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Commentary
 

 

Ironies of the Civil War

 

Civil War history is littered with ironies. Some are light and humorous; others dark and ominous. Consider the fate of poor Wilmer McLean. Prior to the first major battle of the Civil War, First Bull Run (known as First Manassas in the South, but that's another story for another time), Confederate Gen. P.G.T. Beauregard established his headquarters in McLean's home. Portions of the battle raged across McLean's property and an artillery shell came down a kitchen chimney! This was more than McLean could tolerate so he moved his family far away from the war, or so he thought, to a quiet location called Appomattox Court House in central Virginia. It was there, almost 4 years later, that the U.S. Army of the Potomac and Confederate Army of Northern Virginia squared off for the last time. And it was there, in McLean's front parlor, that Gen. Robert E. Lee surrendered to Gen. Ulysses S. Grant.

 

Speaking of Gen. Lee, his 1,100 acre estate and home in Arlington, Virginia (directly across from Washington D.C. on the banks of the Potomac River) was occupied by federal soldiers early in the war and was later confiscated by the federal government for failure to pay property taxes. In June 1864, with federal military cemeteries nearly filled, the entire estate was appropriated for a new military cemetery by Quartermaster Gen. Montgomery Meigs. To spite Lee, Meigs ordered the first graves to be put close to the house so that it could never be lived in again. And so the Union soldiers that Lee's Army of Northern Virginia were killing were being buried in his own front yard! Thus, Arlington National Cemetery was born.

 

As ironic as these stories are, nothing prepared me for the irony of the following Reuters headlines of April 16, 2002:

"Sex Scandal Brings U.S. Cardinals to Rome"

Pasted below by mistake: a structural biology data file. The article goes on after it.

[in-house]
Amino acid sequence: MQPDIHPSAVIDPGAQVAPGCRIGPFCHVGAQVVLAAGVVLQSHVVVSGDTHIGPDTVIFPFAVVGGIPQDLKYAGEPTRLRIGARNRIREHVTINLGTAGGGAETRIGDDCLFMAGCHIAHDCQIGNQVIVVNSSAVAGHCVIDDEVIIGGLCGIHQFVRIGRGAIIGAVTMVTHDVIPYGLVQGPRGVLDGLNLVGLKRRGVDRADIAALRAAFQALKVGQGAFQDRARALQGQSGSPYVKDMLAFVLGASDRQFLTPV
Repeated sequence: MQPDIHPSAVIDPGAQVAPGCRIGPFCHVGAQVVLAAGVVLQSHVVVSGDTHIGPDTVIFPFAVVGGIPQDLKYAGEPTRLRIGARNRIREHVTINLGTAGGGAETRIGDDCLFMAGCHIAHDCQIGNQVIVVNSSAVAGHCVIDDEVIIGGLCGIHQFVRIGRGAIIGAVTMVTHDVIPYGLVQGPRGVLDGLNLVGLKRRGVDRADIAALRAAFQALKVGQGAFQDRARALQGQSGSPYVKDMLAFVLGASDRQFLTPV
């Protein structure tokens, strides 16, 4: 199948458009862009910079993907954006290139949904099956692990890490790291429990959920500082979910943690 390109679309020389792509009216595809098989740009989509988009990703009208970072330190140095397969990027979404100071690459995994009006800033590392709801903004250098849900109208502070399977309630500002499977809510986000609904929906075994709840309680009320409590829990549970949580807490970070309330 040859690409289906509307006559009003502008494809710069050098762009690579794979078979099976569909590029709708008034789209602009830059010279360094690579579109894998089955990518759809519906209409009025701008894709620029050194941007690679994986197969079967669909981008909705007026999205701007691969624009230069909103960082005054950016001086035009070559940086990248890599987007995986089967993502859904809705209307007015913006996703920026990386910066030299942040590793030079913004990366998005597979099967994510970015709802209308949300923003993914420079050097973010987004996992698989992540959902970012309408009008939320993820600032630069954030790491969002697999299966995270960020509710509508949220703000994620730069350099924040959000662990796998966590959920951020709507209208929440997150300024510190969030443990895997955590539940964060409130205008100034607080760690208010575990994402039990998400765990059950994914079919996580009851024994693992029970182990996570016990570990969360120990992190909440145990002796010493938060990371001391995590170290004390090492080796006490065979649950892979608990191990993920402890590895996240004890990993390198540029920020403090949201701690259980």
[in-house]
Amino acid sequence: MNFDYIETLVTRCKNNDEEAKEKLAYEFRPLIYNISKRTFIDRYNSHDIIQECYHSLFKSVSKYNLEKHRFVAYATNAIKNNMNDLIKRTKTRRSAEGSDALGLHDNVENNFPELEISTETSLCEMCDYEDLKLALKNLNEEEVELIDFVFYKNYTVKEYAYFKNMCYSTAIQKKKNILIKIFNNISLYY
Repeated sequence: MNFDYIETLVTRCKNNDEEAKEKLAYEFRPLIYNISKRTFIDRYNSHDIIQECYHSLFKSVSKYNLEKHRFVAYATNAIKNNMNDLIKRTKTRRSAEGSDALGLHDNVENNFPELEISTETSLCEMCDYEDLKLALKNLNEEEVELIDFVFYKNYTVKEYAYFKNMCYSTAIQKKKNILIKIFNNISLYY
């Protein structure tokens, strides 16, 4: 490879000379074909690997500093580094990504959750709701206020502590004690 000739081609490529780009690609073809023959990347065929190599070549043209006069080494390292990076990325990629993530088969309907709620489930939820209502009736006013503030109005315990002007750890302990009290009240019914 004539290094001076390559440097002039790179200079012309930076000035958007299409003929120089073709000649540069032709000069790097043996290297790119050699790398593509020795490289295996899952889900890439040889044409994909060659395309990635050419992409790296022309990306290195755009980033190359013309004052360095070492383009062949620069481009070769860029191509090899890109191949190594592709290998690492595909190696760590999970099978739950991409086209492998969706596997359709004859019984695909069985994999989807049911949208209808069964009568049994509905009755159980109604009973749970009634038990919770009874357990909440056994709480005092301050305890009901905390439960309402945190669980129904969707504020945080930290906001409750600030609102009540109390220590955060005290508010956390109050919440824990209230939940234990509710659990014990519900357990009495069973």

"Supreme Court Strikes Down Child Pornography Law"

Like I said, some ironies of the Civil War were dark and ominous. The same can be said for the spiritual civil war for our families, values, and freedoms as evidenced from these headlines.

 

We have become a nation of people who cannot think straight! We stand in shock at the perversion of trusted and respected men preying upon young boys to satisfy their sexual appetites. Then, we turn around the next minute to defend the "rights" of those who create the materials to feed those appetites! We want it both ways but this can never be. "For let not that man expect that he will receive anything from the Lord, being a double-minded man, unstable in all his ways." James 1:7-8. Either we get rid of the pornography, or we'll continue to suffer under the scourge of its evil abuses of women and children.

 

But we can't have victory in the courts until we have victory in the hearts of men. Men need to understand the folly of pornography and the seriousness of its consequences. There is no "harmless" imagery. It ALL leads down the same road to destruction -- from Sports Illustrated's swimsuit issue to the most explicit hardcore perversion.

 

I fully understand the First Amendment issues raised in the child pornography case. Virtual child pornography or not, there is no doubt in my mind that not one of our Founding Fathers would agree with this ruling nor would they tolerate our country's hypocrisy in condemning child sexual abuse on the one hand while permitting publication of the "how to" manuals for child molesters on the other. They did not pledge their "Lives, Fortunes, and Sacred Honor" for this! Those who fought and died for our freedoms in the Civil War certainly didn't trade their blood and young lives for this kind of nation either. We owe them a far better country than where we are headed. Isn't it ironic that we won the Civil War for physical freedom from the bondage of slavery but are losing the spiritual civil war for our souls in bondage to sin? May God help us all.

 

Steve Braun

 April 22, 2002

 

   

   

 
 

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